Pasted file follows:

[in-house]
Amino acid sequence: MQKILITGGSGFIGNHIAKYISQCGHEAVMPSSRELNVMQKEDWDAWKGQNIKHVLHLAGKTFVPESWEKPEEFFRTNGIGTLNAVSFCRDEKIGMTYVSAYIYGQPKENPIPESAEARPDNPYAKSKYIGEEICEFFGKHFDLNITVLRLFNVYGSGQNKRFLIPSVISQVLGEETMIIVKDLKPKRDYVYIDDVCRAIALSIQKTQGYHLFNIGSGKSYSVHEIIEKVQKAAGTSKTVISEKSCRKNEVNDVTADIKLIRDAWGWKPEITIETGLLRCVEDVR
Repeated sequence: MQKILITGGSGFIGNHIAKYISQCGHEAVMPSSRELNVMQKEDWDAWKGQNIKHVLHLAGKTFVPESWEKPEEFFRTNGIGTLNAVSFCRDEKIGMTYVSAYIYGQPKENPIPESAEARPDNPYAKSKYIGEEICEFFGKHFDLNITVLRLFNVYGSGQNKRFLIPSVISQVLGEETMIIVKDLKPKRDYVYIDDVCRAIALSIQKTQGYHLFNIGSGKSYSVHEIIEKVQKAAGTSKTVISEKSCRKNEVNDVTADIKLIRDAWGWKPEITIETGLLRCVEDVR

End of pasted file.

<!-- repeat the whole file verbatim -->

[in-house]
Amino acid sequence: MQKILITGGSGFIGNHIAKYISQCGHEAVMPSSRELNVMQKEDWDAWKGQNIKHVLHLAGKTFVPESWEKPEEFFRTNGIGTLNAVSFCRDEKIGMTYVSAYIYGQPKENPIPESAEARPDNPYAKSKYIGEEICEFFGKHFDLNITVLRLFNVYGSGQNKRFLIPSVISQVLGEETMIIVKDLKPKRDYVYIDDVCRAIALSIQKTQGYHLFNIGSGKSYSVHEIIEKVQKAAGTSKTVISEKSCRKNEVNDVTADIKLIRDAWGWKPEITIETGLLRCVEDVR
Repeated sequence: MQKILITGGSGFIGNHIAKYISQCGHEAVMPSSRELNVMQKEDWDAWKGQNIKHVLHLAGKTFVPESWEKPEEFFRTNGIGTLNAVSFCRDEKIGMTYVSAYIYGQPKENPIPESAEARPDNPYAKSKYIGEEICEFFGKHFDLNITVLRLFNVYGSGQNKRFLIPSVISQVLGEETMIIVKDLKPKRDYVYIDDVCRAIALSIQKTQGYHLFNIGSGKSYSVHEIIEKVQKAAGTSKTVISEKSCRKNEVNDVTADIKLIRDAWGWKPEITIETGLLRCVEDVR